Disclosure of Experience: Did you know that providers might need to tell their patients how much experience they have with a particular procedure before performing the procedure? In Alghussein v. Kaan, an appellate court in Hawaii held that it would be reasonable for a jury to decide that a patient needs to know about a doctor’s experience with a proposed procedure as part of the informed consent process. A patient, who allegedly suffered a permanent injury following spinal surgery, filed suit against her doctor. The patient’s claim was, in part, based on the premise that she had not been told the doctor, who usually used a posterior operation approach when performing spinal surgeries, had only performed a particular side technique approach four times prior to her case. While this case is not binding outside of Hawaii, doctors should consider if their experience with a procedure would be relevant in a patient’s decision to move forward with care.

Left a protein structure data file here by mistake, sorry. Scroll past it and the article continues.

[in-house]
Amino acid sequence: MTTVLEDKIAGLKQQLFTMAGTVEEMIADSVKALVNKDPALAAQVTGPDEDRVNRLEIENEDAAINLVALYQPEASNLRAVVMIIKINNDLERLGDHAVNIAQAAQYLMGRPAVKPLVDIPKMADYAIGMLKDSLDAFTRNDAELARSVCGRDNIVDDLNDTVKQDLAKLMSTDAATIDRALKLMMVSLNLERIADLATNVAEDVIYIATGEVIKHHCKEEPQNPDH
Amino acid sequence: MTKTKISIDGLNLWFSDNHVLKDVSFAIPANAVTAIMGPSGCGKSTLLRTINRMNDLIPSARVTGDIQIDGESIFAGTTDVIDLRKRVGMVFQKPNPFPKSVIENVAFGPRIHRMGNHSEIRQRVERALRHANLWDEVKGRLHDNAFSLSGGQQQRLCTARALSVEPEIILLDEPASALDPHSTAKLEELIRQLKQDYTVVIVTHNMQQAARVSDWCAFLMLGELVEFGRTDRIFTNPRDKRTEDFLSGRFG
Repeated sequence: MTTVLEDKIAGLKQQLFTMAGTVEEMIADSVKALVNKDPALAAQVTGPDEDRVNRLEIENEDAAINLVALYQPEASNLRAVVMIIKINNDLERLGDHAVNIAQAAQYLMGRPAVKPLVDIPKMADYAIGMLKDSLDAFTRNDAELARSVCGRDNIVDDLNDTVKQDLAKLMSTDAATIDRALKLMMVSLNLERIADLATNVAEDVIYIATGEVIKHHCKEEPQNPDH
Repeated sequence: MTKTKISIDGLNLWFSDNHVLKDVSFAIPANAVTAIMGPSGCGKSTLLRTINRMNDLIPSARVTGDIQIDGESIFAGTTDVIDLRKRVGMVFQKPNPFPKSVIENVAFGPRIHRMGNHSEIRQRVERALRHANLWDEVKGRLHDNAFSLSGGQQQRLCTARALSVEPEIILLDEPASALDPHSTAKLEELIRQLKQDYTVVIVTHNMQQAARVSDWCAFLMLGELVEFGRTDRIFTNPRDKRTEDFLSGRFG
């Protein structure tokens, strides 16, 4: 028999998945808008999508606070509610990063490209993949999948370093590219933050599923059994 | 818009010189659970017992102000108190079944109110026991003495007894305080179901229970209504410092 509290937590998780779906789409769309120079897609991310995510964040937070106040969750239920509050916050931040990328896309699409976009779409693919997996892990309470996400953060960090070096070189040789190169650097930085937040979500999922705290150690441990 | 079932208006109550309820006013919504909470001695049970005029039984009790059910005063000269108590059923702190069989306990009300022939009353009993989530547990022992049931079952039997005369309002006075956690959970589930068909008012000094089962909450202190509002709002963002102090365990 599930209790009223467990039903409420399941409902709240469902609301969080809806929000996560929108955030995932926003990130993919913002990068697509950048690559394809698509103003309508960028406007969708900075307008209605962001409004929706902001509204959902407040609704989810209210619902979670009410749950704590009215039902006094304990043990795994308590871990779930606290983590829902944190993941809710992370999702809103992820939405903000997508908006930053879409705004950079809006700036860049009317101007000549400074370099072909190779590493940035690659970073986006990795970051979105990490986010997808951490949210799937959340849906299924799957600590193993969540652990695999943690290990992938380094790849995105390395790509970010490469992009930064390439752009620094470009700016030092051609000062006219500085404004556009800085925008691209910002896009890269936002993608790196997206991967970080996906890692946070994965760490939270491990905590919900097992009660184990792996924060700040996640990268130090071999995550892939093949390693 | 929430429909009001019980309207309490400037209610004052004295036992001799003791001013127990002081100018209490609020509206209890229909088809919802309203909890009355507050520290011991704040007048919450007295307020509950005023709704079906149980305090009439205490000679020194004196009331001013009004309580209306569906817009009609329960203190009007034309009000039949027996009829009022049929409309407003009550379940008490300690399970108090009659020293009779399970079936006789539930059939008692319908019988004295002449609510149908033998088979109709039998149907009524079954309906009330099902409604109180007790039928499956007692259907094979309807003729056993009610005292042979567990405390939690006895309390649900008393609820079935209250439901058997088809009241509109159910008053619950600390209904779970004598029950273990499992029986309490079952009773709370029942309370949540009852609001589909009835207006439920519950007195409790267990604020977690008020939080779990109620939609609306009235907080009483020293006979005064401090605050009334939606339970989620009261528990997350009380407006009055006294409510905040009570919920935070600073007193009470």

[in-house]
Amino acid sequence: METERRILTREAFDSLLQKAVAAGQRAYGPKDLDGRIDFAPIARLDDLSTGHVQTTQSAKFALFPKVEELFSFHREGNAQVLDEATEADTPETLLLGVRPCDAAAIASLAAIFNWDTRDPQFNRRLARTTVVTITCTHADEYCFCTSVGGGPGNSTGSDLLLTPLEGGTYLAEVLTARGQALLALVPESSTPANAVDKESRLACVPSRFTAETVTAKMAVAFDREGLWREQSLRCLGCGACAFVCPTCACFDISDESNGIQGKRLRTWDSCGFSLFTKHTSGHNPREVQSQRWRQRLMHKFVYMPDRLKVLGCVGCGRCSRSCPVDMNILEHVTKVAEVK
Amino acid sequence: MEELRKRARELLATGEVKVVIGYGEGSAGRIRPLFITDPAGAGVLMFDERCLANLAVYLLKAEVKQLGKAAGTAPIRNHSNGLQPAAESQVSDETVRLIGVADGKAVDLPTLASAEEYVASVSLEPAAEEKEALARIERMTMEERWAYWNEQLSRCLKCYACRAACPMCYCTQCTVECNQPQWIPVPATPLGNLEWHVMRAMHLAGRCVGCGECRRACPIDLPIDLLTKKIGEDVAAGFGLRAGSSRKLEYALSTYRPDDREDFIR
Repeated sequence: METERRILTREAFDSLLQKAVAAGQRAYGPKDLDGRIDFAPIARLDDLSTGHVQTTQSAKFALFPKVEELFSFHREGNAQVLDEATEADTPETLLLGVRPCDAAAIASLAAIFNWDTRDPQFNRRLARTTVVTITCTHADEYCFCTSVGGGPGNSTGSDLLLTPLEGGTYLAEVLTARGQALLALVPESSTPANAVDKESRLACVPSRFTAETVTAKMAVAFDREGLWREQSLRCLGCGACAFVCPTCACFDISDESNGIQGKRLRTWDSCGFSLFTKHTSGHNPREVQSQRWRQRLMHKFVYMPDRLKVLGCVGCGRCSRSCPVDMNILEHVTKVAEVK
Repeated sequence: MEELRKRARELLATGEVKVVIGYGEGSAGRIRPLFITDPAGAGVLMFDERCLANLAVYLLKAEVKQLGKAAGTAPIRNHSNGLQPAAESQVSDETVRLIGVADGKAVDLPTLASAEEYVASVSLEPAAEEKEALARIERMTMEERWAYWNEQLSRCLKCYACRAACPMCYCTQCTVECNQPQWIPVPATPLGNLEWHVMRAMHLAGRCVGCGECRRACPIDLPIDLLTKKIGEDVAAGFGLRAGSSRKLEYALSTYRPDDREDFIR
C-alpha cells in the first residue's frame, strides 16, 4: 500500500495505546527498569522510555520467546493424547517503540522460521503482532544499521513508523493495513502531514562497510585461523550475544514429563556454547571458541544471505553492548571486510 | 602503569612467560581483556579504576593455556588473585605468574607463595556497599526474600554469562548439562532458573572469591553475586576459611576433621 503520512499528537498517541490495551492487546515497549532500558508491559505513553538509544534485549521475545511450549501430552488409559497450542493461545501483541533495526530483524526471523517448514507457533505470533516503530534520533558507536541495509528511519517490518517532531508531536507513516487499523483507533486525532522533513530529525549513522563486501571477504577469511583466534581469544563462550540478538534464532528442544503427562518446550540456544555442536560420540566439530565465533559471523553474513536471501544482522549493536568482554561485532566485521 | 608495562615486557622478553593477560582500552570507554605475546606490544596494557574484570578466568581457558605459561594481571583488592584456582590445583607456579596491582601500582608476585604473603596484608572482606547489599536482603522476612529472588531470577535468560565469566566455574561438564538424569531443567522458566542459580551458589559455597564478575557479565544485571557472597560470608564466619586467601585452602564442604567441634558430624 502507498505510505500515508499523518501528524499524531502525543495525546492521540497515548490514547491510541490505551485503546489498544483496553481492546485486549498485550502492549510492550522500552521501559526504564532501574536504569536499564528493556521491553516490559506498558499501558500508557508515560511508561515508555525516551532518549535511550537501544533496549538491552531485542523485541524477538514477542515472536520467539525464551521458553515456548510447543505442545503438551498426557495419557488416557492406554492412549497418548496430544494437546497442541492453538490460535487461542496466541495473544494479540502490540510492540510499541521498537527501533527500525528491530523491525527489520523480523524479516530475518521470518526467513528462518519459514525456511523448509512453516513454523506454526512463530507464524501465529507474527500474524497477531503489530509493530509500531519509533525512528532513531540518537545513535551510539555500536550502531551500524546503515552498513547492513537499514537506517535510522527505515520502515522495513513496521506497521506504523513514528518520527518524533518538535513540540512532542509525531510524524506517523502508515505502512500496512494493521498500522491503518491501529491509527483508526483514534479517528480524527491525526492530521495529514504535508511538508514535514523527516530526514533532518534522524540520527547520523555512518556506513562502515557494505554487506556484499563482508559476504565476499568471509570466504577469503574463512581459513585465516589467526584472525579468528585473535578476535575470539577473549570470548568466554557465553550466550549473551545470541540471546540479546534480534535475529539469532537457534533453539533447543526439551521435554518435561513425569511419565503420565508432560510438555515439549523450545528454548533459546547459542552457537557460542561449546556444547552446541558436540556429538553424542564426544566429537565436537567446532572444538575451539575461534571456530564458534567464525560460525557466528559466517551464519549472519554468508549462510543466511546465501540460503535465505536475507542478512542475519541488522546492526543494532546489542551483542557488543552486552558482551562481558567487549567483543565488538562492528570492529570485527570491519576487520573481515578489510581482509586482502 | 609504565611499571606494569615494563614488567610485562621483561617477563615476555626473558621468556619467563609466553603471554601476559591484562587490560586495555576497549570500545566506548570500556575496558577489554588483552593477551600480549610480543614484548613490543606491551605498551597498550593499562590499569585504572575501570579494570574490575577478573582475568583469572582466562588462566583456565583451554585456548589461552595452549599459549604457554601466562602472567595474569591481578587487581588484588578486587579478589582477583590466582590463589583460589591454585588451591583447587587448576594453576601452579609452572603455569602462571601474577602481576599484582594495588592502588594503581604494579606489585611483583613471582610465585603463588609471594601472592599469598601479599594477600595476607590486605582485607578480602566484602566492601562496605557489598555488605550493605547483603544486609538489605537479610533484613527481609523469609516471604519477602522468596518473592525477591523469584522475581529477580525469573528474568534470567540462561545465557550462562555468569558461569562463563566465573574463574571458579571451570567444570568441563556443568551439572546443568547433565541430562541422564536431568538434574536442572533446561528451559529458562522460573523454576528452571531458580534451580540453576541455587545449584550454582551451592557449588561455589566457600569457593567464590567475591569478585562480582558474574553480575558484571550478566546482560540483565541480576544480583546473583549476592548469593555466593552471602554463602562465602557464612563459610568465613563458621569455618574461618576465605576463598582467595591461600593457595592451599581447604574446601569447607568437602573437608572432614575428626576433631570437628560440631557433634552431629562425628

No Surprises Act: Did you know that Department of Health and Human Services has released its first regulation implementing the new “No Surprises Act.” The No Surprises Act, which goes into effect January 1, 2022, prohibits providers from billing patients more than in-network rates when the patient is forced to use out-of-network care either because of an emergency or during a hospital stay. The regulation explains that a Qualifying Payment Amount (QPA) will be used to help determine the patient’s share of the bill. The QPA will be calculated by considering a health plan’s historic median contract rate for similar services, adjusted for geographic difference and the consumer price index.
Alexandria K. Montanio
410-576-4278 • firstname.lastname@example.org